The Case of the Returning Sign or Is it finally over?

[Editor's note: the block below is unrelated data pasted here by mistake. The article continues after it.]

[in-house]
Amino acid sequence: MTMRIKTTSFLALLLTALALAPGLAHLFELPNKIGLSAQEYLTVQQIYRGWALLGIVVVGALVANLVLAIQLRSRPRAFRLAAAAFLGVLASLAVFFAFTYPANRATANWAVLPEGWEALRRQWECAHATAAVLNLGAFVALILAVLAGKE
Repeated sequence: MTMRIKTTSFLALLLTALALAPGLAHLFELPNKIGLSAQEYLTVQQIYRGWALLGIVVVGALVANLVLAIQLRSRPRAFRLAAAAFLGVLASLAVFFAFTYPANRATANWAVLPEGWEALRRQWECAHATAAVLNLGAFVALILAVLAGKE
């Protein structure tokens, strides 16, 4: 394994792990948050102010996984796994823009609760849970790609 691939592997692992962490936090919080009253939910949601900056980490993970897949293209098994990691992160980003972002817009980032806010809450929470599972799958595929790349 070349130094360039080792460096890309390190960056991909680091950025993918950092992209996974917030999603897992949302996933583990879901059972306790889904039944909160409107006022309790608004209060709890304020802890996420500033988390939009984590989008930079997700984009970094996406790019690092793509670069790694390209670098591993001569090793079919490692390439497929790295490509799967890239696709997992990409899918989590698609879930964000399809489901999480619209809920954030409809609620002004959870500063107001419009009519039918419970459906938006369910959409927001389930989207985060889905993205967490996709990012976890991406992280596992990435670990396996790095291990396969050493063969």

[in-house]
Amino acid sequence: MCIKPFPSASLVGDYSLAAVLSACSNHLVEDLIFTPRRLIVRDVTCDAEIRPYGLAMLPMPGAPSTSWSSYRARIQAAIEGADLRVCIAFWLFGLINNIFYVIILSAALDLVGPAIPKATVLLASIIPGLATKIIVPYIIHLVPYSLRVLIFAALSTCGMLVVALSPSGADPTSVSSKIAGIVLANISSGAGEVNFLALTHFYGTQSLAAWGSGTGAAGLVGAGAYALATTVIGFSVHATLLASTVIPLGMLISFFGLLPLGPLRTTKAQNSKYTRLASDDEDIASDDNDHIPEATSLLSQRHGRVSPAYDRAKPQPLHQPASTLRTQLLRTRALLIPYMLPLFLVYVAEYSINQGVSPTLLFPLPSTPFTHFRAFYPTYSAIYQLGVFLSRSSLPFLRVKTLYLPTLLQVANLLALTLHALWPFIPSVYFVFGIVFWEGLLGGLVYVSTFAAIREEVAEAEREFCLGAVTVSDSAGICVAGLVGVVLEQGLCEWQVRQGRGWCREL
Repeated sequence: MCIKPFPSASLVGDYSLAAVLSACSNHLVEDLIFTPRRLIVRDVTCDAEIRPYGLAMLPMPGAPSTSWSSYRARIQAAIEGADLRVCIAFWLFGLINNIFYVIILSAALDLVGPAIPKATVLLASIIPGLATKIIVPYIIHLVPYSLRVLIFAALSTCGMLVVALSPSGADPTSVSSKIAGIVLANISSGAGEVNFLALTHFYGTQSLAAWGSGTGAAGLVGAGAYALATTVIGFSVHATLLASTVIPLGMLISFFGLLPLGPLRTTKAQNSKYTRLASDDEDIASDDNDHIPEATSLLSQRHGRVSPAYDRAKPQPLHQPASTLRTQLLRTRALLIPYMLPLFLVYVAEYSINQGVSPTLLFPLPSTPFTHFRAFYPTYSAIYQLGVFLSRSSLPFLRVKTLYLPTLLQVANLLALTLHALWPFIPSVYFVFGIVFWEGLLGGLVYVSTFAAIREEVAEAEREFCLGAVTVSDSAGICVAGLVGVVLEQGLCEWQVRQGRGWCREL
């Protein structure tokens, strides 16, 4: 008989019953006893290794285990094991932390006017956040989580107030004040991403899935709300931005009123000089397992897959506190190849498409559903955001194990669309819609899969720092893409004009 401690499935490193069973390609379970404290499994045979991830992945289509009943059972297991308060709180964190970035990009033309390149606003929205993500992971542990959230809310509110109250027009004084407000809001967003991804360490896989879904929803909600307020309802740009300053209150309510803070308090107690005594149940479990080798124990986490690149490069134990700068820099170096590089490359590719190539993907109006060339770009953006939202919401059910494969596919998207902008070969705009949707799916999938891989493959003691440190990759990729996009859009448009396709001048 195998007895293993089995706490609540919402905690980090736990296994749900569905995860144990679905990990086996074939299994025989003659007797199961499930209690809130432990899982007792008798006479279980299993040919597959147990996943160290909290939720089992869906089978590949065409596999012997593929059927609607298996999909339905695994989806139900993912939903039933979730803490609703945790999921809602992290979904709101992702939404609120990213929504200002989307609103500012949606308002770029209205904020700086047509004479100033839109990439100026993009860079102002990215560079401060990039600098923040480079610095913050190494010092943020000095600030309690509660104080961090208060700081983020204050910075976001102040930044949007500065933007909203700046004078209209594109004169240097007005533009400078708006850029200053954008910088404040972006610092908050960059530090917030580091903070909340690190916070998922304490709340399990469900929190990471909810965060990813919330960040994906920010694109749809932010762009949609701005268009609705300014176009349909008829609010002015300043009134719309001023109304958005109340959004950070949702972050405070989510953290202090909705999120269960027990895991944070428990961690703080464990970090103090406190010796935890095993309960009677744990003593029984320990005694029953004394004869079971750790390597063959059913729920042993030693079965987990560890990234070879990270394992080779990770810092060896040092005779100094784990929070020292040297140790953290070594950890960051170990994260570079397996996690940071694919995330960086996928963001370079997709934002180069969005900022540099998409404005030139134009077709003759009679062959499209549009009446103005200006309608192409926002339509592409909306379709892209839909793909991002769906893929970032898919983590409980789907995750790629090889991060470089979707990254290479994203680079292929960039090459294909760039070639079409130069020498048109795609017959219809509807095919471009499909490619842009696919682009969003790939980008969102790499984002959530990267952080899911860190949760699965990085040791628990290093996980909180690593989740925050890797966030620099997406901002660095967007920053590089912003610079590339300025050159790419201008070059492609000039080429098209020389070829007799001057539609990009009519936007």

It was another stormy morning: dark and stormy. It was the kind of morning that makes you wish you could stay in bed. Alas, discount theological books will not sell themselves. Independent Christian book sellers are few and far between now-a-days and this one is worth the hassle of bare feet on a cold floor. I shuffled into work fighting the chill and the oppressive gloom. Wednesdays should be brighter than this. I got to the store later than usual. Something wasn’t right. There was activity within. A strange hum – not unlike a vacuum – indicated that just beyond the door some THING, some friend or foe, was up to something. After a quick (and whispered) pep talk I cautiously I turned the key in the door. My mind was racing. Would I catch the sweet patron of Crux who had restored our sign? Would it be a thief? A frat boy? A phantom? I slowly twisted the door handle. The door was opened just a crack. It was open just enough for me to discern the shape of a person. The person was vacuuming. What dastardly thief cleans up after themselves? Clearly this was no ordinary run of the mill biblio-napping! This was a mastermind! It must have been the infamous book bandit: Cynthia May Kasten. She’d finally found me! I knew she eventually would. She always did. Her insatiable appetite for sound theological writings means that we are never far apart. Just this past January she had had her way with the Anglican Book Centre. She showed up one night and the next day the whole store was gone. Such a tragedy! The loss is still felt among the small independent Christian Book Retailer community. If only her brilliance would be used for good! If only she had turned over a new leaf! What joy would fill my heart if it had been she who restored our sign! Bolstered by this new hope I threw open the door to Crux and switched on the light. Triumphantly, grinning from ear to ear, I turned to her only to find that it was not Cynthia May Kasten at all. It was Cindy Hayley. It was the owner. She had come in early to make sure her beloved store was in ship shape.